Slashing Private Ryan

So I’m reading this film studies article by Linda Williams called “Film Bodies,” which explores the connection between horror films, pornography, and tear-jerkers. She actually makes a pretty persuasive case. Each genre shows us actors experiencing the things we as … Continued


So I’m reading this film studies article by Linda Williams called “Film Bodies,” which explores the connection between horror films, pornography, and tear-jerkers. She actually makes a pretty persuasive case. Each genre shows us actors experiencing the things we as audience members are supposed to be experiencing (whether it’s terror, horniness, or grief), each displays an excess (of violence, of sex, of emotion), and each focuses on the body engaged in a kind of fit (death throes, orgasm, sobbing) accompanied by inarticulate vocalizations (“NOOO!” “YEEES!” “WAAAH!”) and the fetishized release of bodily fluids (blood, semen, tears). I was a little skeptical about the inclusion of tears in that last one until I remembered this scene from Garden State, which is an emo money shot if I ever saw one. (The salient part appears right at the start of the video*, after the jump.)

It kind of got me thinking. Aren’t there other film genres that focus on bodily fluids while making us identify with the protagonists? Take gross-out humor. In American Pie II, when Stifler drinks the urine, the audience laughs – but only because of they feel uncomfortable. What they actually feel is revulsion, similar to what the character presumably feels. Or how about the more grisly sort of war movie, as exemplified by, say, Saving Private Ryan?

And then it hit me. Saving Private Ryan is totally a slasher movie.

Think about it: what’s the basic outline of a slasher? You get a group of young people together, somehow isolate them from the people who are supposed to protect them (take them to summer camp, say), and then kill them off one by one in increasingly gory ways. As we learned from Scream, they are usually killed because they display some character “flaw,” be it stupidity, sexual curiosity, or being the black guy in a horror movie. Typically the last survivor is the most innocent girl, who at the climax of the film suddenly turns violent and kills off the slasher character.

So now take Saving Private Ryan. (Spoilers for a ten-year-old movie, coming up!) Leaving aside the brutal and exhilarating opening sequence, we basically have a group of young men wandering around and getting killed off, one by one. Gore effects are plentiful. Often, the victims are seen to “get themselves killed,” either by refusing to abandon a French child (Ah, Vin Diesel… too beautiful for this world, too miscast for this movie) or more directly by hanging on to a grenade for too long. Towards the end, the deaths get more dramatic and more disgusting. Adam Goldberg’s character is stabbed by a German officer in a scene that’s infinitely more disturbing and sexualized than anything I’ve seen in a slasher movie (the two men are rolling around on the floor when it happens, the camera lingers on the knife slowly penetrating Goldberg’s chest, and the German tenderly whispers “Shh! Shh!” as he stabs him). Most crucial is the character played by Jeremy Davies, Saving Private Ryan’s Final Girl. He’s an innocent: early in the film, he is horrified by the idea of killing German prisoners. He’s a survivor: despite his ineptitude, he manages to make it through the movie unscathed. And right at the end, he kills – murders, really – a surrendering German soldier to avenge the deaths of Goldberg and Tom Hanks. (This little war crime received a thunderous chorus of applause when I saw the film in theaters. It was… eerie.)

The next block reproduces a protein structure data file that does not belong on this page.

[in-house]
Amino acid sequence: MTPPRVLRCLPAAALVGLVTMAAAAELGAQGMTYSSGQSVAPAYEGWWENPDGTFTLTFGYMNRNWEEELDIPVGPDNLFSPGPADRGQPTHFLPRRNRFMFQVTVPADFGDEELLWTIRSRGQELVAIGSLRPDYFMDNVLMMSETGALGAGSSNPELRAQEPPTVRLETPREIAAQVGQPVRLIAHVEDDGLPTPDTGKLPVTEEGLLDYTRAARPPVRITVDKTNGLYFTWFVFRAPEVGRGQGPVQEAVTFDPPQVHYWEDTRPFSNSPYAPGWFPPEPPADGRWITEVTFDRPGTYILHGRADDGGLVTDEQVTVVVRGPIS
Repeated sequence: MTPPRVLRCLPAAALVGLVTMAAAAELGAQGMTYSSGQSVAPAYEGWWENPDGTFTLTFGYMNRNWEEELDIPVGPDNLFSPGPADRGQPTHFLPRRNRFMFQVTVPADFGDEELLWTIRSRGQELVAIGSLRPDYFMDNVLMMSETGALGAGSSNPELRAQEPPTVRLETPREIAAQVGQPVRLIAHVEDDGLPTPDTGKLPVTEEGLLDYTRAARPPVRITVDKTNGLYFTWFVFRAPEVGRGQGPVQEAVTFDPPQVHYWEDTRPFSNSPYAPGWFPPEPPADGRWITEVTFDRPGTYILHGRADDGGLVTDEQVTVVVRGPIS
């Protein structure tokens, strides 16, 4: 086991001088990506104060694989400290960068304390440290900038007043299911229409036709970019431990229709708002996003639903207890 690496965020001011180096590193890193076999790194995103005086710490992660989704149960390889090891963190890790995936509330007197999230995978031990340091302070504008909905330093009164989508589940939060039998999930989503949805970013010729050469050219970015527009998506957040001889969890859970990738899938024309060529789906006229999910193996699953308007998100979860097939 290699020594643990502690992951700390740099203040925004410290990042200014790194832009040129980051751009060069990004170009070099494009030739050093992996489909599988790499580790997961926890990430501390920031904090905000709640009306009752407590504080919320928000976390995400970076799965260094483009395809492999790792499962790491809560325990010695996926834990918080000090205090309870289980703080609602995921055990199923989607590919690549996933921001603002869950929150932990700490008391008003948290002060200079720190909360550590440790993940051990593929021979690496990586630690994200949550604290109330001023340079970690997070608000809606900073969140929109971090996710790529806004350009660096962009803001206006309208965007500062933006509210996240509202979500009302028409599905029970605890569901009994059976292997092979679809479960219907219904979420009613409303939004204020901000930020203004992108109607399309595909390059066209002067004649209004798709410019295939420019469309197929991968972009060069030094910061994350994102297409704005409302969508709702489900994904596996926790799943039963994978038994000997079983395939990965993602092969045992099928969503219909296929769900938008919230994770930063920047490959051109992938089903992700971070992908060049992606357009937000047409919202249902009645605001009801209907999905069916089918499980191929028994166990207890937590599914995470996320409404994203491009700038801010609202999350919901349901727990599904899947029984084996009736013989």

Obviously there’s some other stuff going on. Still, I think the similarities are pretty strong. So why is it that Saving Private Ryan wins five oscars, and a relatively sympathetic film critic claims that Hostel II is not worthy of a movie review because it’s not even really a movie?

Well, partially, it’s because most slasher movies are murder and nothing but, whereas Saving Private Ryan has all that “other stuff” I just alluded to. Mostly, it dilutes its gore with patriotic schmaltz, which, as any politician could tell you, is a cocktail that goes down easy. Also, even if you accept the proposition that Saving Private Ryan is a slasher movie, it would have to be one of the best slasher movies ever made in terms of the script, pacing, thematic relevance, cinematography, onscreen talent, and for that matter gore effects. Finally, there’s the matter of the killer. Slasher movies play on our fear of/fascination with things that we feel guilty about being afraid of: children (Halloween), dolls (Child’s Play), sleeping (Nightmare on Elm Street), urban legends (Urban Legend), hockey (Friday the 13th Part III), sexuality (basically all of them) and so on. In Saving Private Ryan, the slasher villain is war itself. Like any good monster, it’s a protean menace that keeps getting up again no matter how many times you think you’ve killed it. Like any good movie monster, it lends itself to sequels. But unlike most slasher villains, we can feel comfortable about finding it horrifying, and even a little proud about finding it fascinating.

* This is from a series of videos in which some fan has cut together a sort of reader’s digest condensed version of the film which functions as a sort of album-length music video to the Shins’ 2007 album, Wincing The Night Away. I quite enjoyed the movie, and I quite enjoy their music. But I’m not quite comfortable with the idea that anyone, anywhere, bought into the whole Garden State mindset quite this uncritically.

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